Chicago – Attorney General Kwame Raoul today joined a coalition of 16 attorneys general in filing a lawsuit against U.S. Secretary of Education Betsy DeVos and the U.S. Department of Education challenging their action to unlawfully repeal the 2016 borrower defense regulations and replace them with regulations that do nothing more than benefit predatory for-profit schools at the expense of defrauded students.
In the lawsuit, filed in the U.S. District Court for the Northern District of California, Raoul and the coalition argue that the department’s decision to repeal and replace the regulations violates the Administrative Procedure Act (APA), and the coalition asks the court to vacate the department’s new regulations.
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“Students should not have to pay for student loans they obtained to attend fraudulent schools that promised education and training that they did not provide,” Raoul said. “These students deserve a clear and convenient method to discharge their loans from schools that took advantage of them. My office has and will continue to investigate and protect students from institutions that use predatory methods to exploit borrowers.”
The 2016 borrower defense regulations established critical protections for student-borrowers who were misled or defrauded by predatory schools by providing borrowers with an efficient pathway to obtain relief from their federal student loans. The regulations also created robust deterrents for schools that engage in predatory conduct. The department repealed the 2016 regulations and replaced them with new regulations that make it virtually impossible for victimized students to obtain financial relief, while rolling back oversight over unscrupulous and predatory schools.
The Higher Education Act requires the secretary of the Department of Education to issue regulations that provide a meaningful process for students to obtain federal student loan relief when their schools have engaged in misconduct. Consistent with this Congressional mandate, in November 2016, the department issued new borrower defense regulations that offered meaningful protections to defrauded student borrowers. The regulations built on lessons learned from the collapse of Corinthian Colleges – a predatory, for-profit chain of colleges that left tens of thousands of students across the nation in need of relief. Specifically, the 2016 regulations provided misled and defrauded borrowers access to a consistent, clear, fair, and transparent process to seek debt relief, and also protected taxpayers by holding schools that engage in misconduct accountable. The regulations also ensured that financially troubled schools provide financial protection to the government to ensure that, if they fail, taxpayers would not be left holding the bag.
Despite these new protections, upon taking office Secretary Betsy DeVos sided with for-profit schools and demonstrated public hostility to the 2016 borrower defense process. Just two weeks before the 2016 borrower-defense regulations were set to go into effect in 2017, the federal government unlawfully delayed them. The Illinois Attorney General’s office, along with a coalition of 19 attorneys general, successfully sued Secretary DeVos over the illegal delay. In November 2019, after the secretary’s failed delay attempts, the department issued replacement borrower defense regulations that put the interests of predatory schools ahead of student protections. The 2019 borrower defense regulations created a process designed to thwart relief for defrauded students and shield predatory schools from being held accountable.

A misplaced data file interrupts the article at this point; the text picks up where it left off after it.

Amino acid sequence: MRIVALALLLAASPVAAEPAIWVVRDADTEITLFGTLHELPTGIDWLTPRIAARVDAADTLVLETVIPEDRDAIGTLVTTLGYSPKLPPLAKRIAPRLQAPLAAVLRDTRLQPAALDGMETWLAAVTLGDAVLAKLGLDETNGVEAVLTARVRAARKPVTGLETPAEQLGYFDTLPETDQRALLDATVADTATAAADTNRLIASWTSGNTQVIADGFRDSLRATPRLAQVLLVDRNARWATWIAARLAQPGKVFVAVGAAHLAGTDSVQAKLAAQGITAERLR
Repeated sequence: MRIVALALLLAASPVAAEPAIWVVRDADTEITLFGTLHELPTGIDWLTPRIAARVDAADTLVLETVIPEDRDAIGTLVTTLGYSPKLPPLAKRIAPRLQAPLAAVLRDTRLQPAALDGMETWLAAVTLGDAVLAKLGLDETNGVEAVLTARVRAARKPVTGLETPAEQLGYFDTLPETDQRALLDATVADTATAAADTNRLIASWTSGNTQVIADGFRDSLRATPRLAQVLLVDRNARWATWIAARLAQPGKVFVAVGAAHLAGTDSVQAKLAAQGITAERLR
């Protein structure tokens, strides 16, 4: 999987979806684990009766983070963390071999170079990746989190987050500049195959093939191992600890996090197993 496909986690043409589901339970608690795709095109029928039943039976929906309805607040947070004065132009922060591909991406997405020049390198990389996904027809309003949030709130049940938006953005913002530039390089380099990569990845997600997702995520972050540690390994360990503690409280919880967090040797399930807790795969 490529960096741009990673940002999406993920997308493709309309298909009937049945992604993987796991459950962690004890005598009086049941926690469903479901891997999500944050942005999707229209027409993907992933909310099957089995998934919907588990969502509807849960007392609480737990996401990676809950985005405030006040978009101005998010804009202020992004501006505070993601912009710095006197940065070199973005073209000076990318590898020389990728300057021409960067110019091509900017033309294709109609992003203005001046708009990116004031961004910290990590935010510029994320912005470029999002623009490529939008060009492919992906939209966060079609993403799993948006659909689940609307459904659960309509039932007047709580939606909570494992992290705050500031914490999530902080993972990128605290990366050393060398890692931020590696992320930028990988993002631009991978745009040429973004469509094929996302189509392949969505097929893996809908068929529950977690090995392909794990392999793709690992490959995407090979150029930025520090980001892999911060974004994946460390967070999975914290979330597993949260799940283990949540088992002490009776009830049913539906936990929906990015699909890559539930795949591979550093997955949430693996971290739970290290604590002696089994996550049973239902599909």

In today’s lawsuit, Raoul and the coalition argue that the department’s repeal and replacement of the 2016 borrower defense regulations violates the APA because:
- It is arbitrary and capricious. The decision to repeal and replace the 2016 rule was not the product of reasoned decision making as required by the APA. In explaining its rationale for the new regulations, the department rejected prior agency determinations going back decades without explanation, grounded its analysis in fundamental misunderstandings, failed to consider alternatives, and disregarded facts and circumstances.
- It does not comply with Congress’s requirement that the secretary implement a meaningful process for borrowers to obtain relief. Instead, it establishes an illusory process that makes it practically impossible for students to qualify for borrower defense relief. The department admits as much by acknowledging that only around 4 percent of borrowers eligible for relief will actually get relief.
The Illinois Attorney General’s office has long been a national leader in investigating and enforcing consumer protection violations in the higher education field, including submitting group discharge applications pursuant to the borrower defense to repayment rule. In November 2019, Attorney General Raoul announced that more than $10 million in student loans for former Illinois Institute of Art and Colorado Art Institute students would be discharged by the Department of Education following an application by Colorado and Illinois under the 2016 Borrower Defense to Repayment Rule.
Student borrowers who have questions or are in need of assistance can call the Attorney General’s Student Loan Helpline at 1-800-455-2456. Borrowers can also file complaints on the Attorney General’s website.
Joining Raoul in filing the lawsuit are the attorneys general of California, Colorado, Connecticut, Delaware, the District of Columbia, Maryland, Massachusetts, Michigan, Minnesota, New Jersey, New Mexico, New York, North Carolina, Pennsylvania, Rhode Island, and Virginia.
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